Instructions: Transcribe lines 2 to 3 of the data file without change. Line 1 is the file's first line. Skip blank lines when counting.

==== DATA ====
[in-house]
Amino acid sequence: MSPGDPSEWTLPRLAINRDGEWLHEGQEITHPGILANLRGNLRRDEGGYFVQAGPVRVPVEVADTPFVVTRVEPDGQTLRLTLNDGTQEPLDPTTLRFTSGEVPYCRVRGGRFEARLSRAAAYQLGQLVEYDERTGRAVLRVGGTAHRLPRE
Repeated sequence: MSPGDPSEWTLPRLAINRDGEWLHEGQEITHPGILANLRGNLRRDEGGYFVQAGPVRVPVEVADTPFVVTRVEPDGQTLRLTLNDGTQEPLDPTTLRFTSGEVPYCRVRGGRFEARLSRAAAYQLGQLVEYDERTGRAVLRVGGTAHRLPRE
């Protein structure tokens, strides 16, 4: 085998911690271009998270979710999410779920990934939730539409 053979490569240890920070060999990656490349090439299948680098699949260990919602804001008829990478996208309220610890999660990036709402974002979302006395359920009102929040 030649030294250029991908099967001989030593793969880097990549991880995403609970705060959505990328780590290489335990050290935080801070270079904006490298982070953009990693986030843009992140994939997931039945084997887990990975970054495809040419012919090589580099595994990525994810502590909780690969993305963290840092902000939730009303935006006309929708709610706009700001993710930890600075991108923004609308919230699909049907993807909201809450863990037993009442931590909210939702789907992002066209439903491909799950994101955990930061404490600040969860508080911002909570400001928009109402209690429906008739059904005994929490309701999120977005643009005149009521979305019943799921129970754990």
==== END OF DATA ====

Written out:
Amino acid sequence: MSPGDPSEWTLPRLAINRDGEWLHEGQEITHPGILANLRGNLRRDEGGYFVQAGPVRVPVEVADTPFVVTRVEPDGQTLRLTLNDGTQEPLDPTTLRFTSGEVPYCRVRGGRFEARLSRAAAYQLGQLVEYDERTGRAVLRVGGTAHRLPRE
Repeated sequence: MSPGDPSEWTLPRLAINRDGEWLHEGQEITHPGILANLRGNLRRDEGGYFVQAGPVRVPVEVADTPFVVTRVEPDGQTLRLTLNDGTQEPLDPTTLRFTSGEVPYCRVRGGRFEARLSRAAAYQLGQLVEYDERTGRAVLRVGGTAHRLPRE